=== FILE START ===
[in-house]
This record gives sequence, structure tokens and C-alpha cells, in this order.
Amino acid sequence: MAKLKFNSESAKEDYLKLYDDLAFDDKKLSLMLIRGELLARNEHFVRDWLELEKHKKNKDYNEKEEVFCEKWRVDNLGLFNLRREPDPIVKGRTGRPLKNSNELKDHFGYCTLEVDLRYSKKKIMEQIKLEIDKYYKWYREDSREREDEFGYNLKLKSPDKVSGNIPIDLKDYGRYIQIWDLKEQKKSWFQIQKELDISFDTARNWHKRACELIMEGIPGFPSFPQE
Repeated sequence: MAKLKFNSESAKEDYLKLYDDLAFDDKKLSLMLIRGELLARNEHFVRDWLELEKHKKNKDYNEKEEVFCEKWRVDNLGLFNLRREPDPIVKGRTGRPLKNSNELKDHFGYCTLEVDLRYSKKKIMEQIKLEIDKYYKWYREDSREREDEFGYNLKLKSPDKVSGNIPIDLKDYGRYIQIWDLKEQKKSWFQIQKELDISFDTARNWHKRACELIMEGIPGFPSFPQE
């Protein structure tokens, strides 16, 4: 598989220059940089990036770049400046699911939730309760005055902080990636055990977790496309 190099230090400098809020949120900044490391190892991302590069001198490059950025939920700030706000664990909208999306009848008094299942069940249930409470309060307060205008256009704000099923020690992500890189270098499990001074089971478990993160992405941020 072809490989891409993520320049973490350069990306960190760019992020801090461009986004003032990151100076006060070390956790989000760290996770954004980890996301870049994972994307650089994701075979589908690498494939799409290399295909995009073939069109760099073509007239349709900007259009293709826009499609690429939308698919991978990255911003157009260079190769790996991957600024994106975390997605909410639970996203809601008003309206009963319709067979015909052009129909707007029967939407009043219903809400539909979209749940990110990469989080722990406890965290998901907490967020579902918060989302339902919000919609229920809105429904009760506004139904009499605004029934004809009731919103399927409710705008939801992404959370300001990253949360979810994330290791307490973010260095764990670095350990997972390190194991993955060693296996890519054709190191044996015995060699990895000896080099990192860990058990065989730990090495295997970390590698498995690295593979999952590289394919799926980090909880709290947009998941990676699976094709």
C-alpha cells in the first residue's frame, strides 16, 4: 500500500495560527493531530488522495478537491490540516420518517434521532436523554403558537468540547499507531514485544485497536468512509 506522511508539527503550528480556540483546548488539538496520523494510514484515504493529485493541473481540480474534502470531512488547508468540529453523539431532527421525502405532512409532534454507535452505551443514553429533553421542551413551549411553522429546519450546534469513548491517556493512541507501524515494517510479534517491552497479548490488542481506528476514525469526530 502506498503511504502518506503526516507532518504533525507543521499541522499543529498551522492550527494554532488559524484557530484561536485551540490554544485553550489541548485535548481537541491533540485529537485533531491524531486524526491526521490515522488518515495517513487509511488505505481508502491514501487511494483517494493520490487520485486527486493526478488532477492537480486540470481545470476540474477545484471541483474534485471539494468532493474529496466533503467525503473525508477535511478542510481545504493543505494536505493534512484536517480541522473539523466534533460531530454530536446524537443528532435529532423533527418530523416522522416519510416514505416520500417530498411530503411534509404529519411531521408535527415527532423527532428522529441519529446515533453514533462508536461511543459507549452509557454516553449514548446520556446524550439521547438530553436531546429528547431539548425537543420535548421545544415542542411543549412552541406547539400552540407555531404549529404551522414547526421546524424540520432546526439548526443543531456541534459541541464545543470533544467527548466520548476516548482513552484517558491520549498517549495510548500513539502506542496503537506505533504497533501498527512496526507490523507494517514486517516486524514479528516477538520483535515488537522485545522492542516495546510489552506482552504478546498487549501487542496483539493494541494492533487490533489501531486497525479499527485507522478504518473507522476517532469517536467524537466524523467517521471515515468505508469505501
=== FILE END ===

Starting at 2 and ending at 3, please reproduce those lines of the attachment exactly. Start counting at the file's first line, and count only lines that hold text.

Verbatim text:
This record gives sequence, structure tokens and C-alpha cells, in this order.
Amino acid sequence: MAKLKFNSESAKEDYLKLYDDLAFDDKKLSLMLIRGELLARNEHFVRDWLELEKHKKNKDYNEKEEVFCEKWRVDNLGLFNLRREPDPIVKGRTGRPLKNSNELKDHFGYCTLEVDLRYSKKKIMEQIKLEIDKYYKWYREDSREREDEFGYNLKLKSPDKVSGNIPIDLKDYGRYIQIWDLKEQKKSWFQIQKELDISFDTARNWHKRACELIMEGIPGFPSFPQE